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Trying to predict the next hot toy

NEW YORK - It's Goldilocks time for the nation's toy merchants: Not too pricey, but not too cheap. Innovative, but still fun to play with.

For the thousands of retail buyers at this week's American International Toy Fair, nation's largest toy fair this week, the challenge is to find toys that are just right - and will stay that way by the time the holiday season rolls around.

Barbie, Beanie Babies and last year's breakout toy Zhu-Zhu Pets are here, featuring new looks or new gimmicks. Monopoly, which turns 75 this year, is celebrating with a new circular board and credit cards.

And on the hot list? An iPod-like electronic toy for preschoolers called the iXL from Fisher-Price.

Every winter, retailers are tasked with the notoriously difficult job of predicting consumer spending patterns months in advance as they look for the hottest toys for the all-important holiday season that accounts for 40 percent of annual sales.

This year, after a good-but-not-great Christmas for the industry and with shoppers still spending frugally, toy buyers said they were anticipating another cutthroat holiday season.

"The objective is to not have the most inventory, but the right inventory," said Jerry Storch, chief executive of Toys R Us. "What we're trying to do now is understand what products we like most and where to place our bets."

Industry watchers say they expect slightly better spending on toys this year but doubt there will be a huge resurgence. U.S. retail sales of toys totaled $21.47 billion in 2009, a decline of less than 1 percent compared with $21.65 billion in 2008, according to market research firm NPD Group.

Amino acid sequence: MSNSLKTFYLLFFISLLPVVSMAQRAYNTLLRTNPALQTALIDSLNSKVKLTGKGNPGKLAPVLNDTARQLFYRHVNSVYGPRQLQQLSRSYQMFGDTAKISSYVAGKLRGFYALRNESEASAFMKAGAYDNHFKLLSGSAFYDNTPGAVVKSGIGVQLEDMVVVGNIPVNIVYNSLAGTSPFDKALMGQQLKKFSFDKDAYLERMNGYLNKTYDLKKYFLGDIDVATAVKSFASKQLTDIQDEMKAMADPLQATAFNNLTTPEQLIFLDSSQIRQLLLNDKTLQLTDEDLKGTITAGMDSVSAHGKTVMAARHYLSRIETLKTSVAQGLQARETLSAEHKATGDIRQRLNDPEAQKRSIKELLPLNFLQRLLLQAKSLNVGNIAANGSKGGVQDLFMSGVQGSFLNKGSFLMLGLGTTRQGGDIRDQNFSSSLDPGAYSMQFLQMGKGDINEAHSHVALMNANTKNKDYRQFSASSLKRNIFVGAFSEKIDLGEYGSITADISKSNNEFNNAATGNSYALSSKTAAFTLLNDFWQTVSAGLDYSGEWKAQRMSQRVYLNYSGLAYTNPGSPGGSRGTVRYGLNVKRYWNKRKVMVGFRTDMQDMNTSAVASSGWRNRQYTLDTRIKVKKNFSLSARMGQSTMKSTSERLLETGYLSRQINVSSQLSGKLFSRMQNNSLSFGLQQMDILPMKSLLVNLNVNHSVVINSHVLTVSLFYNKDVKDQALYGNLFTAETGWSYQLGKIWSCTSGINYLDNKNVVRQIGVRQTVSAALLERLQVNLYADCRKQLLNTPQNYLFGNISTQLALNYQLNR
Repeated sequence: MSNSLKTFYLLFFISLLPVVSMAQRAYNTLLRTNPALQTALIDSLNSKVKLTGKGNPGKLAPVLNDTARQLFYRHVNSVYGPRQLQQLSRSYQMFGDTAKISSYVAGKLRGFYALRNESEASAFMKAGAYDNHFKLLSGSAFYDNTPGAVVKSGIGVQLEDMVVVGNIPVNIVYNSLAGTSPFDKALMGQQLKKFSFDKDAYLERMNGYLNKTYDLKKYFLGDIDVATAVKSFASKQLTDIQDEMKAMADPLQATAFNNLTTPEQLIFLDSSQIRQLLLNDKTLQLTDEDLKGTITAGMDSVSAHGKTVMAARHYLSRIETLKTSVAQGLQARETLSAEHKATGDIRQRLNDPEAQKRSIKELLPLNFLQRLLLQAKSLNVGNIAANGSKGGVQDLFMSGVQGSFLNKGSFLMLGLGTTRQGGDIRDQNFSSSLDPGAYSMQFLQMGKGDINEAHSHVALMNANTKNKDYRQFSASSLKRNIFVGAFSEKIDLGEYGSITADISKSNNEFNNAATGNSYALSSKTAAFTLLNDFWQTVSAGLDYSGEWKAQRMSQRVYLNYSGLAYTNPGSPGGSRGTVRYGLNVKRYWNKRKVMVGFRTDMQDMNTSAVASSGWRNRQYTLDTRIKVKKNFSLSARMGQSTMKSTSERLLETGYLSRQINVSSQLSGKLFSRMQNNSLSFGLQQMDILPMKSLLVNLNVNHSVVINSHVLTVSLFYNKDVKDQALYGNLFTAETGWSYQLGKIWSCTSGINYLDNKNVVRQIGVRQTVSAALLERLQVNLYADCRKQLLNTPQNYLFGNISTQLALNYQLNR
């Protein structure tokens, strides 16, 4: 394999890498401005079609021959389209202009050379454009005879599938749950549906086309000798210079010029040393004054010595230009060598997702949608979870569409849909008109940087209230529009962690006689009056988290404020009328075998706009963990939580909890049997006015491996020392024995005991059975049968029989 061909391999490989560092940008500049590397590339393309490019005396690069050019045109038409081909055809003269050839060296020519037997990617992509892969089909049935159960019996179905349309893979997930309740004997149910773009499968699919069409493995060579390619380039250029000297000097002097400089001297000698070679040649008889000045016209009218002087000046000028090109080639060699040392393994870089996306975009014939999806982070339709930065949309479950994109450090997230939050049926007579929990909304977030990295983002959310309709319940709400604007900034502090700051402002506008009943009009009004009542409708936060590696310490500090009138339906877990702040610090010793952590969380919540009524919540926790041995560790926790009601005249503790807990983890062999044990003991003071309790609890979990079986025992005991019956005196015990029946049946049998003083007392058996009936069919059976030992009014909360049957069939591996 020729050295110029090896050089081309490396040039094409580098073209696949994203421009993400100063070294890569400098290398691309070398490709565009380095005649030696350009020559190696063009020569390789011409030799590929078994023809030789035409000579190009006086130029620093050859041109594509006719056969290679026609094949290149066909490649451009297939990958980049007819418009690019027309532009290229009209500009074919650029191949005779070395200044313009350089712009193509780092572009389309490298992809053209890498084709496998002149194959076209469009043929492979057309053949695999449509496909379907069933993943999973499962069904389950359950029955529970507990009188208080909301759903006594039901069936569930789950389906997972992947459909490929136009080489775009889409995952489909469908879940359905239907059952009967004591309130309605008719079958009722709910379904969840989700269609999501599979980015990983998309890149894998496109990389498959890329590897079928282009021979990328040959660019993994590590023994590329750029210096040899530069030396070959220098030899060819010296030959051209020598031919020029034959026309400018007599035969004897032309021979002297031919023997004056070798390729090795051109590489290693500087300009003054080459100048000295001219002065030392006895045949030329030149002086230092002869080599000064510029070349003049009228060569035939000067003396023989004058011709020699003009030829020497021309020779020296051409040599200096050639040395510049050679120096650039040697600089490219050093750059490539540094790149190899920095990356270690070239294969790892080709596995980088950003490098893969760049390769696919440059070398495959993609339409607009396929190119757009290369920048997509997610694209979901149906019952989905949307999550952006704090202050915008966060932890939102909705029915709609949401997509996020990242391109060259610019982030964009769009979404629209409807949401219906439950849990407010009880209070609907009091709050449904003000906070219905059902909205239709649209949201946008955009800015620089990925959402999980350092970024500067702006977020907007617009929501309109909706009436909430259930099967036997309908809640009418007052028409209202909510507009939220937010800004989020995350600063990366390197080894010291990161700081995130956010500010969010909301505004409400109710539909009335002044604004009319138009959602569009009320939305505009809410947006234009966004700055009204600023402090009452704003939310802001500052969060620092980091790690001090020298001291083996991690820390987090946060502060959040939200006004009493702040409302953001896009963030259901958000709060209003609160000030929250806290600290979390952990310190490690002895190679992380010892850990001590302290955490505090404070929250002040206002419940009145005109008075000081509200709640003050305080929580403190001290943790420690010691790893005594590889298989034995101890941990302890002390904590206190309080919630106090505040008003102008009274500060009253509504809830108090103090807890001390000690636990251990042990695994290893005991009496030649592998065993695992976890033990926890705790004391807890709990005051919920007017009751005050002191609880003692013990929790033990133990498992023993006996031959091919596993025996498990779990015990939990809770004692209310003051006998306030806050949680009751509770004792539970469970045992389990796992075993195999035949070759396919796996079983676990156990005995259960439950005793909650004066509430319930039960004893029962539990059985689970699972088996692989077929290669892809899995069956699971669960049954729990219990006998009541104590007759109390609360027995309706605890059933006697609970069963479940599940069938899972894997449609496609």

"The trend in 2010 is going to be on value, but I think we're going to see a little more willingness to spend than we did last year," said Sean McGowan, a toy analyst at Needham & Co. "Caution will still be the guiding principle."

Savvy kids are still looking for creativity and newness in the market, he said, so retailers have to find the right intersection of product innovation and value.

One of the products creating the most buzz at the fair was the iXL, the portable electronic device for preschoolers. It features six applications including a game player, art studio and story book. The toy, made by Mattel Inc.'s Fisher-Price division, is scheduled to be released in July for $79.99.

Other hot toys expanded on classic brands, such as Barbie Video Girl, which features a live video camera in Barbie's chest that broadcasts footage to a screen on her back; an expanded line of last year's breakout toy, Zhu Zhu Pets, and eight new characters to the Ugly Dolls brand; and updated versions of classic games such as Monopoly and Twister.

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